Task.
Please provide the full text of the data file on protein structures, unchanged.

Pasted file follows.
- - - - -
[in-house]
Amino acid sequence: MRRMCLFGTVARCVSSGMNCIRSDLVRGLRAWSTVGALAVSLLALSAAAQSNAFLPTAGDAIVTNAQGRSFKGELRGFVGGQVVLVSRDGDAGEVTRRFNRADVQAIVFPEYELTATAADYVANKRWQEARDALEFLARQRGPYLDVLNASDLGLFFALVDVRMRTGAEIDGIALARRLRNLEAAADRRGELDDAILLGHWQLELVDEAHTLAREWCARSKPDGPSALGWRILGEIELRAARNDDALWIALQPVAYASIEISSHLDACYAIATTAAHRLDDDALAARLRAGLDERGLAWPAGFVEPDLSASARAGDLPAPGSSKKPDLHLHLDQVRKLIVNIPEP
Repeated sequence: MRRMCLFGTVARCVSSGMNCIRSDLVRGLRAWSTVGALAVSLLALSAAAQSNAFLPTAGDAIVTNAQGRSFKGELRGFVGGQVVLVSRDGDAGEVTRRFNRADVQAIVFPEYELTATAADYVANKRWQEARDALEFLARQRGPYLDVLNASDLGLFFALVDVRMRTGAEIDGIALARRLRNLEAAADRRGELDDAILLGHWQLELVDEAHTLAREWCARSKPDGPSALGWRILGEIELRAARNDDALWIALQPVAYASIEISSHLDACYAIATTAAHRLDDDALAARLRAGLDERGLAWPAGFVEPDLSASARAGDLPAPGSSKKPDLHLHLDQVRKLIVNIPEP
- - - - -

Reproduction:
[in-house]
Amino acid sequence: MRRMCLFGTVARCVSSGMNCIRSDLVRGLRAWSTVGALAVSLLALSAAAQSNAFLPTAGDAIVTNAQGRSFKGELRGFVGGQVVLVSRDGDAGEVTRRFNRADVQAIVFPEYELTATAADYVANKRWQEARDALEFLARQRGPYLDVLNASDLGLFFALVDVRMRTGAEIDGIALARRLRNLEAAADRRGELDDAILLGHWQLELVDEAHTLAREWCARSKPDGPSALGWRILGEIELRAARNDDALWIALQPVAYASIEISSHLDACYAIATTAAHRLDDDALAARLRAGLDERGLAWPAGFVEPDLSASARAGDLPAPGSSKKPDLHLHLDQVRKLIVNIPEP
Repeated sequence: MRRMCLFGTVARCVSSGMNCIRSDLVRGLRAWSTVGALAVSLLALSAAAQSNAFLPTAGDAIVTNAQGRSFKGELRGFVGGQVVLVSRDGDAGEVTRRFNRADVQAIVFPEYELTATAADYVANKRWQEARDALEFLARQRGPYLDVLNASDLGLFFALVDVRMRTGAEIDGIALARRLRNLEAAADRRGELDDAILLGHWQLELVDEAHTLAREWCARSKPDGPSALGWRILGEIELRAARNDDALWIALQPVAYASIEISSHLDACYAIATTAAHRLDDDALAARLRAGLDERGLAWPAGFVEPDLSASARAGDLPAPGSSKKPDLHLHLDQVRKLIVNIPEP